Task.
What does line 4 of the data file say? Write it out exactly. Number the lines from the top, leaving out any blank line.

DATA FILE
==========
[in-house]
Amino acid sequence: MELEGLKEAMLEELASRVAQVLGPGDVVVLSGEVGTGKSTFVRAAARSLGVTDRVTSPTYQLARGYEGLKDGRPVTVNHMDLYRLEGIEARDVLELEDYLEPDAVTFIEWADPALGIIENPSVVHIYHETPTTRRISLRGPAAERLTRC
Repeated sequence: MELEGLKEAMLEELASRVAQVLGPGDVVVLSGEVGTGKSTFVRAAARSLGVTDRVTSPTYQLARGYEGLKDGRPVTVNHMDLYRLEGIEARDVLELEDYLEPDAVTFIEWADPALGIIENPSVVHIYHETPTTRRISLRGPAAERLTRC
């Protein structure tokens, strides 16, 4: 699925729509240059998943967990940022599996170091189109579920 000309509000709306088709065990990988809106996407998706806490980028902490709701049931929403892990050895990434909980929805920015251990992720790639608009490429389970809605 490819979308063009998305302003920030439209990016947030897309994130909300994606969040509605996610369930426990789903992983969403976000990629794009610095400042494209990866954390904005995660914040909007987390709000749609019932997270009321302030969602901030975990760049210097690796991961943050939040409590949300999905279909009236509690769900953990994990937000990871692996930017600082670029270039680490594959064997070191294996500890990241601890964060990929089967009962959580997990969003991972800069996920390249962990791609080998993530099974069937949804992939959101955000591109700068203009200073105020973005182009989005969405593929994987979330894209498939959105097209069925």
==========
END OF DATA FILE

């Protein structure tokens, strides 16, 4: 699925729509240059998943967990940022599996170091189109579920 000309509000709306088709065990990988809106996407998706806490980028902490709701049931929403892990050895990434909980929805920015251990992720790639608009490429389970809605 490819979308063009998305302003920030439209990016947030897309994130909300994606969040509605996610369930426990789903992983969403976000990629794009610095400042494209990866954390904005995660914040909007987390709000749609019932997270009321302030969602901030975990760049210097690796991961943050939040409590949300999905279909009236509690769900953990994990937000990871692996930017600082670029270039680490594959064997070191294996500890990241601890964060990929089967009962959580997990969003991972800069996920390249962990791609080998993530099974069937949804992939959101955000591109700068203009200073105020973005182009989005969405593929994987979330894209498939959105097209069925």